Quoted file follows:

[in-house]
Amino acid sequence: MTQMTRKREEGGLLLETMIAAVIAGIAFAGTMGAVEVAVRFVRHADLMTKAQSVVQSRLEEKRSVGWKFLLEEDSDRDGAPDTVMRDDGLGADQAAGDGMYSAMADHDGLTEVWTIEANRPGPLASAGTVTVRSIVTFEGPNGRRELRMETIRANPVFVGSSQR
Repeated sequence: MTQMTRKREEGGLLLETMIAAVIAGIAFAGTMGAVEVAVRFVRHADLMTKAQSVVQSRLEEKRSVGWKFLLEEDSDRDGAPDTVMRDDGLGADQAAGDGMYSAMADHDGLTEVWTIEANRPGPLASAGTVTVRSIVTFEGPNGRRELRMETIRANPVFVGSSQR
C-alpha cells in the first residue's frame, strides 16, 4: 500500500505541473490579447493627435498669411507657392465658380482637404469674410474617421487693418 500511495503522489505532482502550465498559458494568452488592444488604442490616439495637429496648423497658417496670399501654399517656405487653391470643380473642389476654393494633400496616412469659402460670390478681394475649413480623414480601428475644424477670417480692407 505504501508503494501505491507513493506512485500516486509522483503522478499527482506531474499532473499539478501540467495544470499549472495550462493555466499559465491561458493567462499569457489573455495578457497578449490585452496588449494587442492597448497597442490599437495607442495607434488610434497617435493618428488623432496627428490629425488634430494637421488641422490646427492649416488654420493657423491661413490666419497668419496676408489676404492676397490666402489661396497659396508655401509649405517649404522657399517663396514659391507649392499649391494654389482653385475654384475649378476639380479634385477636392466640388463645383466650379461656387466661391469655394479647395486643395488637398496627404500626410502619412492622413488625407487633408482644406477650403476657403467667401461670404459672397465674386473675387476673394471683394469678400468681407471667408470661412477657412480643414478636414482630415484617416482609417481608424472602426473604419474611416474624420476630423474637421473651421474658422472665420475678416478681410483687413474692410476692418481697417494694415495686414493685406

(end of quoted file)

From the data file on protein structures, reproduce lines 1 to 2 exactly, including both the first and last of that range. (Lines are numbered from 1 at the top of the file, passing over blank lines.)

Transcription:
[in-house]
Amino acid sequence: MTQMTRKREEGGLLLETMIAAVIAGIAFAGTMGAVEVAVRFVRHADLMTKAQSVVQSRLEEKRSVGWKFLLEEDSDRDGAPDTVMRDDGLGADQAAGDGMYSAMADHDGLTEVWTIEANRPGPLASAGTVTVRSIVTFEGPNGRRELRMETIRANPVFVGSSQR